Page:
Shoe paste? Pat a shoe? What the heck are these people talking about?
Profitawho? Profitawhat? Come on now, stop speaking nonsense and tell me what I need to know. Can I make it, can I eat it, and does it taste good? Well, I’m here to tell you …
Yes, yes, and OH MAMA, yes! I’m here to help you explore one of the most essential of all baked pastries, pâte à choux. Pronounced paht-a-zshu if you are using your best French accent, or pat-a-shoe if not.
It’s also known as choux, or choux paste for short, hence the “shoe paste” confusion. (Remember your dad’s collection of little tins of Kiwi shoe polish?) As if that weren’t bad enough, choux is also called cream puff pastry, as in Whole Grain Cream Puff Pastry.
Let’s demystify a bit to start with.
Choux is the French word for cabbage. After baking, choux puffs look like little cabbages, so it’s a pretty appropriate name. Choux paste is also very versatile. It’s the base that makes cream puffs, éclairs, and profiteroles. What’s the difference between those three things anyway?
The classic cream puff is a pastry shell split and filled with sweetened whipped cream. Period.
A variation on the classic cream puff is a small to medium-sized puff filled with pastry cream, and topped with chocolate ganache (or not).
Eclairs are very similar – filled with pastry cream, topped with ganache – but their shape is long and torpedo-like, as opposed to small and puffy.
Profiteroles are shaped like cream puffs, but are filled with ice cream instead of whipped cream or pastry cream; and topped with ganache. The puffs can also be filled with savory creams and spreads for appetizers.
Choux paste can be dropped by spoonfuls for baking, but is most elegant when piped from a pastry bag into fancy shapes like swans, or stacked to form a croquembouche, a traditional French wedding cake of stacked, caramel-dipped cream puffs surrounded with spun sugar.
As many of you know, I’m a huge fan of the fancy dessert. I also adore bite-sized treats that can be eaten out of hand while gabbing away with friends. Bite-sized profiteroles filled with homemade ice cream are perfect for summer entertaining. You can bake the puffs well ahead of time and freeze them until the day you need them, then just thaw and fill, giving you big bang for your dessert bucks and keeping the kitchen cool.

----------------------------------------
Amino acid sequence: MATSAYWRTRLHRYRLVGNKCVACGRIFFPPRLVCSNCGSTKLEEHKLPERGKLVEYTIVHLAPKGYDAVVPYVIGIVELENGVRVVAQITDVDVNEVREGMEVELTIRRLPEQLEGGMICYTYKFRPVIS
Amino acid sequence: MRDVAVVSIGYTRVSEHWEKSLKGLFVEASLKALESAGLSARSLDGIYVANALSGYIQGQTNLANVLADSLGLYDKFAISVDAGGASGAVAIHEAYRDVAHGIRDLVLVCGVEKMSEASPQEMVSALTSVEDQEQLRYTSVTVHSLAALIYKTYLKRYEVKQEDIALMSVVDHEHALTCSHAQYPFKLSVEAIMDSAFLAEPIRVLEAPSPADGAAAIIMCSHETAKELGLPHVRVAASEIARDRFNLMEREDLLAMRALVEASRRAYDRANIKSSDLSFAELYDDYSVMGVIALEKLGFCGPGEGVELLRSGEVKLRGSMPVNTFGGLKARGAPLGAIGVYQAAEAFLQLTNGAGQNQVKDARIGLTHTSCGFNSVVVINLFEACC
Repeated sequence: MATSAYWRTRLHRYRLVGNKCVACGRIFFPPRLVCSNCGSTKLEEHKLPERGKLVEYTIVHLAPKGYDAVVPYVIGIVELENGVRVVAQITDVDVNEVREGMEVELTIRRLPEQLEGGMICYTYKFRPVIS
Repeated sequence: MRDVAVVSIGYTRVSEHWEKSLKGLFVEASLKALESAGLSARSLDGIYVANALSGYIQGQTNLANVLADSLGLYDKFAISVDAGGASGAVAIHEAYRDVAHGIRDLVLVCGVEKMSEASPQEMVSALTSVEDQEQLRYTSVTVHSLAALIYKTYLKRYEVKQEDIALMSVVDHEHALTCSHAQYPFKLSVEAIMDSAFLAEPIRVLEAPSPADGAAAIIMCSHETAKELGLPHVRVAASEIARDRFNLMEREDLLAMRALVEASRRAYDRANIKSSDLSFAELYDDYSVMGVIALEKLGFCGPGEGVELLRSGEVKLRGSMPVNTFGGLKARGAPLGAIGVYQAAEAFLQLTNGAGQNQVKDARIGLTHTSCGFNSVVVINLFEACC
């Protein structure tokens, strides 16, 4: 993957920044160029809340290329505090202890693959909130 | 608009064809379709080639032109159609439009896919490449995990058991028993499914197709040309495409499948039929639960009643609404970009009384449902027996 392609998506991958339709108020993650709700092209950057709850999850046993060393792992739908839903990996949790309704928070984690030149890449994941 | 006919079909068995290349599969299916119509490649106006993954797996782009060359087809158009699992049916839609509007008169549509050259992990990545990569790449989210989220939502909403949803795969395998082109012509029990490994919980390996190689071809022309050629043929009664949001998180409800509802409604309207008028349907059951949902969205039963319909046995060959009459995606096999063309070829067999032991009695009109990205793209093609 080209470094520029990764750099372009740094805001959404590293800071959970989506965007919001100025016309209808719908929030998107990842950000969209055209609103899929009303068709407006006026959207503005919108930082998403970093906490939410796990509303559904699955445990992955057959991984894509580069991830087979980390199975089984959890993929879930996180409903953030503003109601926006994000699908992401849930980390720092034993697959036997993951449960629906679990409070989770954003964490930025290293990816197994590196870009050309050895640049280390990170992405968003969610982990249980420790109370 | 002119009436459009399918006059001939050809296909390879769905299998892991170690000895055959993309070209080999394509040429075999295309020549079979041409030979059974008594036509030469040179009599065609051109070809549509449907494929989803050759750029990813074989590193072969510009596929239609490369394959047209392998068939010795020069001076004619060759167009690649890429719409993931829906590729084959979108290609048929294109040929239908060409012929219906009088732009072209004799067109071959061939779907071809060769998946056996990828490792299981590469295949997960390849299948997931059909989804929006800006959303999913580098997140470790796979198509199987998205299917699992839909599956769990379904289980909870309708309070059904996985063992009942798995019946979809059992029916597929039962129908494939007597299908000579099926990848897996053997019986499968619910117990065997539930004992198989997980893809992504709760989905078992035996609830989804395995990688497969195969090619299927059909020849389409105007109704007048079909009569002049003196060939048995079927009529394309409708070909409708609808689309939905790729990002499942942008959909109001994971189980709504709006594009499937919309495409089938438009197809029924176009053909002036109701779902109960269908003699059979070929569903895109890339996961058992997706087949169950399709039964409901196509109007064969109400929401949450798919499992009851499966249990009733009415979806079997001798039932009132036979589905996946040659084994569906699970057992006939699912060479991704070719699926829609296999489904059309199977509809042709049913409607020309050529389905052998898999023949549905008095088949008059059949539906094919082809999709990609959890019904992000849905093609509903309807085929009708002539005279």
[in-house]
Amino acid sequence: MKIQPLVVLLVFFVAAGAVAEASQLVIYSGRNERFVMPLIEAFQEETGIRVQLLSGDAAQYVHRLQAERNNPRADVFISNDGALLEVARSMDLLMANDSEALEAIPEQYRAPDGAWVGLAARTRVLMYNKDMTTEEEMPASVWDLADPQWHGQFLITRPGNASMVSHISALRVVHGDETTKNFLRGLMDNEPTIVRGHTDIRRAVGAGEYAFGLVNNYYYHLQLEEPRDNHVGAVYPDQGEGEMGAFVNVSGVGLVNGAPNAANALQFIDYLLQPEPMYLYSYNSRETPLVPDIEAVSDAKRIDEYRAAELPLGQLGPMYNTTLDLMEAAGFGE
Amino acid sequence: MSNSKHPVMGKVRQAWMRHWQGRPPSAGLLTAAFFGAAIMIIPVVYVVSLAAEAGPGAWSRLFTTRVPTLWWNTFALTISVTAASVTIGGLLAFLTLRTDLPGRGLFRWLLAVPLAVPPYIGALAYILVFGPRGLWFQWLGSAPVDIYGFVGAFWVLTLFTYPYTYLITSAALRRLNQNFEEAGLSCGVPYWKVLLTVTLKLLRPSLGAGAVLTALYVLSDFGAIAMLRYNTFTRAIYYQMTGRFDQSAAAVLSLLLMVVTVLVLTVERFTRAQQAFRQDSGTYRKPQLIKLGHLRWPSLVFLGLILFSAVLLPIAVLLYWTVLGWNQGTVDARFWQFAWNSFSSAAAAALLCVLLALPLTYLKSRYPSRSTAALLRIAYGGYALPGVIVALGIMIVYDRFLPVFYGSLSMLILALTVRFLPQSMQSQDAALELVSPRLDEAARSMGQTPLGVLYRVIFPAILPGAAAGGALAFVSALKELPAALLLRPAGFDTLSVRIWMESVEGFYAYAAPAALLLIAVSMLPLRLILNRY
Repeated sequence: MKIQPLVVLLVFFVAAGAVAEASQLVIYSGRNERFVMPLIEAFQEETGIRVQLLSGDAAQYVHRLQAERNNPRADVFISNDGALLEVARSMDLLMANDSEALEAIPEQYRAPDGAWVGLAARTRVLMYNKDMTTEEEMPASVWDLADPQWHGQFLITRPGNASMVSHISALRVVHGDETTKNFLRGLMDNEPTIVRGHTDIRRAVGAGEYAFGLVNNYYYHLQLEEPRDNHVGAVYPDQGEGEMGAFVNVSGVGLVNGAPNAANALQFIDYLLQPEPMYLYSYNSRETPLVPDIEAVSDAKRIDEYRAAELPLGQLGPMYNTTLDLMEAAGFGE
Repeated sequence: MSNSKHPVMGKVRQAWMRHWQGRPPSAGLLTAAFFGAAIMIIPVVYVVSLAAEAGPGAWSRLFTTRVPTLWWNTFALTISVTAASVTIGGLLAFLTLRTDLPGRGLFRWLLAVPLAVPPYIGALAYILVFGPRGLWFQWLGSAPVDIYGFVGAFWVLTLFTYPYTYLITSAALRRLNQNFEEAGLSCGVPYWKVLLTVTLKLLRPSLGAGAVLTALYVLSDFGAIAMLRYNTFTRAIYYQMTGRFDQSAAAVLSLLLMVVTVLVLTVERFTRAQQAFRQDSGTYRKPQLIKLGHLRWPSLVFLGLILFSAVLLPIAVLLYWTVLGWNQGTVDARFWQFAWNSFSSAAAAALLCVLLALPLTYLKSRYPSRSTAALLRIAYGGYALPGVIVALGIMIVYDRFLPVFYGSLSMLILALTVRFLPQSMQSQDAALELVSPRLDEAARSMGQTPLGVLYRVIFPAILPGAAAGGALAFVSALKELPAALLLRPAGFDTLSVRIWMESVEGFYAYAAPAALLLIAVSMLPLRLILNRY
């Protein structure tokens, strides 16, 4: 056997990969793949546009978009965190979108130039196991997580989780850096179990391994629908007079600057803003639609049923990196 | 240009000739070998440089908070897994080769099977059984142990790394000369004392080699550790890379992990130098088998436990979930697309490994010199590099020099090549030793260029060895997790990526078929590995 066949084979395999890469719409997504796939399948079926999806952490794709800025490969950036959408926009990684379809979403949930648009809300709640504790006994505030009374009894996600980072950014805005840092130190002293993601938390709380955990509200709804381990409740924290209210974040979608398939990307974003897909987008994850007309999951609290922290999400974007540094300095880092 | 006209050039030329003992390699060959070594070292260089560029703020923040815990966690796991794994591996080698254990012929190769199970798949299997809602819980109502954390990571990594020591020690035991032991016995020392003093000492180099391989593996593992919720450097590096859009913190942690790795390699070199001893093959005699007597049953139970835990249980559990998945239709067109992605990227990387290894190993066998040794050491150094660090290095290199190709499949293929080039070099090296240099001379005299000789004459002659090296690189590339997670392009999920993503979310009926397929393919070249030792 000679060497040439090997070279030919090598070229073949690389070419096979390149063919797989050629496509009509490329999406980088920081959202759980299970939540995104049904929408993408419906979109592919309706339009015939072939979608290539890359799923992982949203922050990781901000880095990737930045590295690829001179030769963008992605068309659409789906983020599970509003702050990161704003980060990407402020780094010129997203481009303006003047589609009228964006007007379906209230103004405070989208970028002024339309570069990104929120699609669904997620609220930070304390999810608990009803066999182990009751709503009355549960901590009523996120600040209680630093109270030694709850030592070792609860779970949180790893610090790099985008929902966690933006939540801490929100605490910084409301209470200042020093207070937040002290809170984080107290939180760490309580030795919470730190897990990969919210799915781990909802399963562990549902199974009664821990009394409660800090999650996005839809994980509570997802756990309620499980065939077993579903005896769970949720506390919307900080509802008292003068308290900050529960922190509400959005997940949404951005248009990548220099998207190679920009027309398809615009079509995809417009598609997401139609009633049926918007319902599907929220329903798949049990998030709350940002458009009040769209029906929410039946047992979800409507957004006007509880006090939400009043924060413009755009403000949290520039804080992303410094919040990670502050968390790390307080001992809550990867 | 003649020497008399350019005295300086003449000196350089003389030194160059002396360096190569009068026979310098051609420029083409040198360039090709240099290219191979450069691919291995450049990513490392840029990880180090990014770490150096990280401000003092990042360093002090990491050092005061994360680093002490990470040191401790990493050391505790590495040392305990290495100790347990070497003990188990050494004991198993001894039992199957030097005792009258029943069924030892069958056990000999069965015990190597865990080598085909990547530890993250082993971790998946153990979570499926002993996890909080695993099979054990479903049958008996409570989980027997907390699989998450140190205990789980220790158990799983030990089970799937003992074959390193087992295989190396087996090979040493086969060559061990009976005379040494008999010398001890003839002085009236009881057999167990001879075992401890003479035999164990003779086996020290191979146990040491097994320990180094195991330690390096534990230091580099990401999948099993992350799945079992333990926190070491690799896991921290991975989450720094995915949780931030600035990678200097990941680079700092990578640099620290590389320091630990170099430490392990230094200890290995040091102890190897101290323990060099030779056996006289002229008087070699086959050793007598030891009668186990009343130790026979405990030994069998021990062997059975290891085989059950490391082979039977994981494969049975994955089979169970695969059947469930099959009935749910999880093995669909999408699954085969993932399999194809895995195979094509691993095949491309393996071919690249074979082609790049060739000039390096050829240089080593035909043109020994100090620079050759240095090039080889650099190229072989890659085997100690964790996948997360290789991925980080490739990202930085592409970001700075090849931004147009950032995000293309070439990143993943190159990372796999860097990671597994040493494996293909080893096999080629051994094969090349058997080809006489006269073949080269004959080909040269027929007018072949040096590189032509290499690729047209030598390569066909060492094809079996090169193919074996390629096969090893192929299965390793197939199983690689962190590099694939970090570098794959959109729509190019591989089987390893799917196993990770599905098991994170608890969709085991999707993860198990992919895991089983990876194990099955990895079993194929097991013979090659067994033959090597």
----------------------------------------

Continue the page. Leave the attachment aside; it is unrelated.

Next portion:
I do want to give you all a heads-up that this particular blog is longer than some. But it covers both the recipe and techniques for the profiteroles, AND the recipe and method for the Blueberry Cream Pie Ice Cream. Just like the puffs, you can take it in small bites and enjoy over a whole afternoon. You can even put your feet up on the desk when no one is looking, I’ll never tell.
Let’s start with the Whole Grain Cream Puff Pastry.
Place the water and butter in a medium saucepan over medium high heat.
Bring to a boil. This isn’t quite there yet.
Much better, big rolling bubbles. As soon as the whole surface of the liquid has these large bubbles, you can add the flours.
Remove the pan from the heat. Dump the flours in all at once and stir vigorously to combine the wet and dry.
Return the pan to the heat and continue to cook until the dough forms a soft ball. Be sure to keep stirring to avoid scorching the bottom of the pan.